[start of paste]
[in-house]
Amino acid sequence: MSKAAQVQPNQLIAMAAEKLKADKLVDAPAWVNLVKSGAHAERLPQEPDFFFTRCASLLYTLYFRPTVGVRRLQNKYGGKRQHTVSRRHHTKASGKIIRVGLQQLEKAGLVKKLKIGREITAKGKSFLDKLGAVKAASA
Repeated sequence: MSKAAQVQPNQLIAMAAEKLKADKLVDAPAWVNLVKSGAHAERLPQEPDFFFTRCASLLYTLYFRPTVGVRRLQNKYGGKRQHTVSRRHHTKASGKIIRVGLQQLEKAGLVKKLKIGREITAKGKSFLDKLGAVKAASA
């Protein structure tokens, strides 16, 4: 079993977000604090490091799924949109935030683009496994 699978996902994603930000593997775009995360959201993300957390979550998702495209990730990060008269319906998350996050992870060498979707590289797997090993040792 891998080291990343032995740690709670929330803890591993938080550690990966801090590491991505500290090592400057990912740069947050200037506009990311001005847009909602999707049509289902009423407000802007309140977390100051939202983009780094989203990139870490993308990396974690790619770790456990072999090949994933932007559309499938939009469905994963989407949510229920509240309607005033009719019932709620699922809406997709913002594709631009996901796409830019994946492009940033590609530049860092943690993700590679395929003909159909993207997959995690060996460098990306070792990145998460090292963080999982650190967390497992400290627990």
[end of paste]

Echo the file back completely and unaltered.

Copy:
[in-house]
Amino acid sequence: MSKAAQVQPNQLIAMAAEKLKADKLVDAPAWVNLVKSGAHAERLPQEPDFFFTRCASLLYTLYFRPTVGVRRLQNKYGGKRQHTVSRRHHTKASGKIIRVGLQQLEKAGLVKKLKIGREITAKGKSFLDKLGAVKAASA
Repeated sequence: MSKAAQVQPNQLIAMAAEKLKADKLVDAPAWVNLVKSGAHAERLPQEPDFFFTRCASLLYTLYFRPTVGVRRLQNKYGGKRQHTVSRRHHTKASGKIIRVGLQQLEKAGLVKKLKIGREITAKGKSFLDKLGAVKAASA
């Protein structure tokens, strides 16, 4: 079993977000604090490091799924949109935030683009496994 699978996902994603930000593997775009995360959201993300957390979550998702495209990730990060008269319906998350996050992870060498979707590289797997090993040792 891998080291990343032995740690709670929330803890591993938080550690990966801090590491991505500290090592400057990912740069947050200037506009990311001005847009909602999707049509289902009423407000802007309140977390100051939202983009780094989203990139870490993308990396974690790619770790456990072999090949994933932007559309499938939009469905994963989407949510229920509240309607005033009719019932709620699922809406997709913002594709631009996901796409830019994946492009940033590609530049860092943690993700590679395929003909159909993207997959995690060996460098990306070792990145998460090292963080999982650190967390497992400290627990």